Police in North Texas using drone-based technology to save officers’, civilians’ lives with Drone Clear
By Jim Magill
Police in North Texas are using drone-enabled video technology to help them clear buildings of potential threats, reducing the potential of harm coming to either officers or civilians.
The Dallas Police Department Unmanned Aircraft Systems unit was the first to deploy the Drone Clear program, which utilizes technology developed by video and audio software developer Cytta Corp. Under the program, a single UAS or multiple drones can be flown into a building in which there is a perceived threat, such as an armed suspect.
The drones act as sentries, sending video data to multiple actors, including remotely located incident commanders as well as officers on the scene. The data helps responders map out the structure, identifying potential threats before the decision is made to send officers into the building.
“We’re trying to find a way to reduce or eliminate the unplanned use of force,” said Dallas Police Sergeant Ross Stinson, who heads Dallas PD’s UAS squad.
“The UAS goes in first and develops the situational awareness, so that when officers do wind up making entry or moving into a confined space, they have all the information necessary to gain compliance or find other ways to go in rather than having a planned use of force,” Stinson said.
The Drone Clear protocol was developed using Cytta’s propriety Incident Global Area Network (IGAN) technology, which allows real-time video streaming to be shared by multiple parties, who can also use the platform to communicate with one another.
“Cytta specializes in video-compression technology that provides low-bandwidth, mission-critical video streaming,” said Cytta CEO Gary Campbell. The IGAN technology is device-agnostic, which means that police officers don’t need to have special devices, but can get the video feeds and talk to one another using their cell phones.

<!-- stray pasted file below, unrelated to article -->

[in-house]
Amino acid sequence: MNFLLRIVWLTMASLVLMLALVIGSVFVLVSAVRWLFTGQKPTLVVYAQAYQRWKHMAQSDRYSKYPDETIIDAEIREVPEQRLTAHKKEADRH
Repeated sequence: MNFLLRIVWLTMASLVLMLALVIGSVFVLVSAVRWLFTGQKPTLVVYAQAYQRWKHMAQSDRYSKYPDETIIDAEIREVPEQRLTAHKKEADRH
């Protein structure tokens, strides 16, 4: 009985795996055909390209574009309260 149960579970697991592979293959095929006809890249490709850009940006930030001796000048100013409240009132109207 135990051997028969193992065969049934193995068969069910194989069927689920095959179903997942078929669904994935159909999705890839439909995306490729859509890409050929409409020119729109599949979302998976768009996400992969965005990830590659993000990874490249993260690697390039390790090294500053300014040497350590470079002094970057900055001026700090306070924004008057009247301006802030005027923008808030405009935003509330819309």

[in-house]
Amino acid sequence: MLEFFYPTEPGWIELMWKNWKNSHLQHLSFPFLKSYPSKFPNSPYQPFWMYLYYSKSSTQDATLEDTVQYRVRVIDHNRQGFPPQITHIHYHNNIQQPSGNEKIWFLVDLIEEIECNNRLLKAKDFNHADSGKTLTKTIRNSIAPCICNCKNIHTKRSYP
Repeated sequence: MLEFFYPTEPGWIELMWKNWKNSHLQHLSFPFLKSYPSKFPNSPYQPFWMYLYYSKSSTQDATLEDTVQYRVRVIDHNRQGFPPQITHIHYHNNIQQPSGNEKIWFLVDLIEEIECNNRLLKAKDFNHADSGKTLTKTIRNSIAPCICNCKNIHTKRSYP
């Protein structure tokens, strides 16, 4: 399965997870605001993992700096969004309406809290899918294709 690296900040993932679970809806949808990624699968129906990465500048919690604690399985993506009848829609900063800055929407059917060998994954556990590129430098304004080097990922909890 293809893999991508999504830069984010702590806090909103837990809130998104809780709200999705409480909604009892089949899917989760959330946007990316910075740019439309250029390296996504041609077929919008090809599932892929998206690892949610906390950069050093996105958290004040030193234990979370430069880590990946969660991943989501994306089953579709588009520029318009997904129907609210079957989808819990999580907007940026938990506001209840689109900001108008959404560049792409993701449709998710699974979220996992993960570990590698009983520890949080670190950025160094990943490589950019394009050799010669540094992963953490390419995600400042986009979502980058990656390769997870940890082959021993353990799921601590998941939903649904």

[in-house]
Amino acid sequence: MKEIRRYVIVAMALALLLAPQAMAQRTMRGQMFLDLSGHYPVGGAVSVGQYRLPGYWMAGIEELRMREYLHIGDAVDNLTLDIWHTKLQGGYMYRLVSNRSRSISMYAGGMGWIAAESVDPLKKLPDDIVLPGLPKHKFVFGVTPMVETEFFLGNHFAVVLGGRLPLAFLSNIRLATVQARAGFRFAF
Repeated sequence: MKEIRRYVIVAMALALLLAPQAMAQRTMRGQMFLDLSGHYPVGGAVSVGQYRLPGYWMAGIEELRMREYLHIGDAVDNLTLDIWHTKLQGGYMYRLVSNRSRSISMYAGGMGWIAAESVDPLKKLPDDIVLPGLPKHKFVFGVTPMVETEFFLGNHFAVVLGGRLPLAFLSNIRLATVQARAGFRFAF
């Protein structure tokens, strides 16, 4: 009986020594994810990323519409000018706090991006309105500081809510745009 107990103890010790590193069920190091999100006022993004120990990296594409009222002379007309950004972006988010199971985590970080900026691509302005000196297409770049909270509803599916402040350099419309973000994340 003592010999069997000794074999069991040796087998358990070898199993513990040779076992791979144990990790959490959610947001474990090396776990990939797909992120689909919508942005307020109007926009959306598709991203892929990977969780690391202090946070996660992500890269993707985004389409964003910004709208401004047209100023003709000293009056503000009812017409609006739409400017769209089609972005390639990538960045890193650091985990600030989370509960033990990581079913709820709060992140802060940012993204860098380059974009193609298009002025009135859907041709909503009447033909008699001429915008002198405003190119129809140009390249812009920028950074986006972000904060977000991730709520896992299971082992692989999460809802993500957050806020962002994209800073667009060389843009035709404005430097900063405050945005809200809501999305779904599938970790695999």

“It’s taking feeds from both video and radio devices. It aids in virtual policing and it’s really making a difference in multiple types of incident response,” he said.
The Dallas P.D. developed the Drone Clear protocol in partnership with the Special Response Team of the Homeland Security Investigations, the SWAT unit of the federal Department of Homeland Security. Stinson described Drone Clear as “not so much a specific tactic as an approach to utilizing the hardware and the software to achieve that outcome.”
Last month Dallas police used the Drone Clear protocol to help capture a murder suspect, who had hidden inside a house.
“We utilized the technique to put eyes in as much of the house as possible,” Stinson said “We prevented any type of ambush on the officers and we were able to isolate the suspect in the house and make a successful apprehension, knowing we had safe spaces to work.”
Michael Collins, Cytta’s chief technology officer, said the company began combining its technology with drones in 2008, while working with the military to design a system that enabled low-bandwidth two-way video and audio communications.
In its commercial application, IGAN facilitates two-way communications among different public service agencies that are responding to the same event. The system allows multiple users to view video data on their personal devices, rather than “everybody hovering over the pilot looking at his screen to see what’s going on,” he said.